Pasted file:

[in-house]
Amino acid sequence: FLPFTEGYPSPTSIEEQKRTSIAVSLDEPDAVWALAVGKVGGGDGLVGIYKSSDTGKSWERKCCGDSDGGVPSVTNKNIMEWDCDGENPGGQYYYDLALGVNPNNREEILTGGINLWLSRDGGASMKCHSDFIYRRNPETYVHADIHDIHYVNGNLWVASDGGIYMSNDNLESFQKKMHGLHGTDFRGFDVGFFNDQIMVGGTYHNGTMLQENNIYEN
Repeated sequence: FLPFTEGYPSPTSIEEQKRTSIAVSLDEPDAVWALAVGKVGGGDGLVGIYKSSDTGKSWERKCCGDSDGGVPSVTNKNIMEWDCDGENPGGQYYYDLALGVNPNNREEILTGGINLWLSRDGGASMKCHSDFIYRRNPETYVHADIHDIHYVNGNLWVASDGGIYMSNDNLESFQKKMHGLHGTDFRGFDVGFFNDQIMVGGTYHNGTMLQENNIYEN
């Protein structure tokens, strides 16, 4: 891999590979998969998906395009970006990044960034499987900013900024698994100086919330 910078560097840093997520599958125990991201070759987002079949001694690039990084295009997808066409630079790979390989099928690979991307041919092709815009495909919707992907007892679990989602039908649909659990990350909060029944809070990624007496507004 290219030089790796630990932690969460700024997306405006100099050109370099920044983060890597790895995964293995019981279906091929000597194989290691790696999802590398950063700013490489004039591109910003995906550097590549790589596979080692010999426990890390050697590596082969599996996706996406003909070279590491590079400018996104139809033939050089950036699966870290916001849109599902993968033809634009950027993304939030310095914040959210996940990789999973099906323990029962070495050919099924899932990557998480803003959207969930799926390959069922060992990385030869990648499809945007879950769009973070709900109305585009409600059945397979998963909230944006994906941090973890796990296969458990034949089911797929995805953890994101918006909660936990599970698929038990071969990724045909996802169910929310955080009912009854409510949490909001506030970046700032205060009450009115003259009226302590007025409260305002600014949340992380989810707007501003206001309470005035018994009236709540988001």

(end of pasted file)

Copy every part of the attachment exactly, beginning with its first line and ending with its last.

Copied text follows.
[in-house]
Amino acid sequence: FLPFTEGYPSPTSIEEQKRTSIAVSLDEPDAVWALAVGKVGGGDGLVGIYKSSDTGKSWERKCCGDSDGGVPSVTNKNIMEWDCDGENPGGQYYYDLALGVNPNNREEILTGGINLWLSRDGGASMKCHSDFIYRRNPETYVHADIHDIHYVNGNLWVASDGGIYMSNDNLESFQKKMHGLHGTDFRGFDVGFFNDQIMVGGTYHNGTMLQENNIYEN
Repeated sequence: FLPFTEGYPSPTSIEEQKRTSIAVSLDEPDAVWALAVGKVGGGDGLVGIYKSSDTGKSWERKCCGDSDGGVPSVTNKNIMEWDCDGENPGGQYYYDLALGVNPNNREEILTGGINLWLSRDGGASMKCHSDFIYRRNPETYVHADIHDIHYVNGNLWVASDGGIYMSNDNLESFQKKMHGLHGTDFRGFDVGFFNDQIMVGGTYHNGTMLQENNIYEN
């Protein structure tokens, strides 16, 4: 891999590979998969998906395009970006990044960034499987900013900024698994100086919330 910078560097840093997520599958125990991201070759987002079949001694690039990084295009997808066409630079790979390989099928690979991307041919092709815009495909919707992907007892679990989602039908649909659990990350909060029944809070990624007496507004 290219030089790796630990932690969460700024997306405006100099050109370099920044983060890597790895995964293995019981279906091929000597194989290691790696999802590398950063700013490489004039591109910003995906550097590549790589596979080692010999426990890390050697590596082969599996996706996406003909070279590491590079400018996104139809033939050089950036699966870290916001849109599902993968033809634009950027993304939030310095914040959210996940990789999973099906323990029962070495050919099924899932990557998480803003959207969930799926390959069922060992990385030869990648499809945007879950769009973070709900109305585009409600059945397979998963909230944006994906941090973890796990296969458990034949089911797929995805953890994101918006909660936990599970698929038990071969990724045909996802169910929310955080009912009854409510949490909001506030970046700032205060009450009115003259009226302590007025409260305002600014949340992380989810707007501003206001309470005035018994009236709540988001």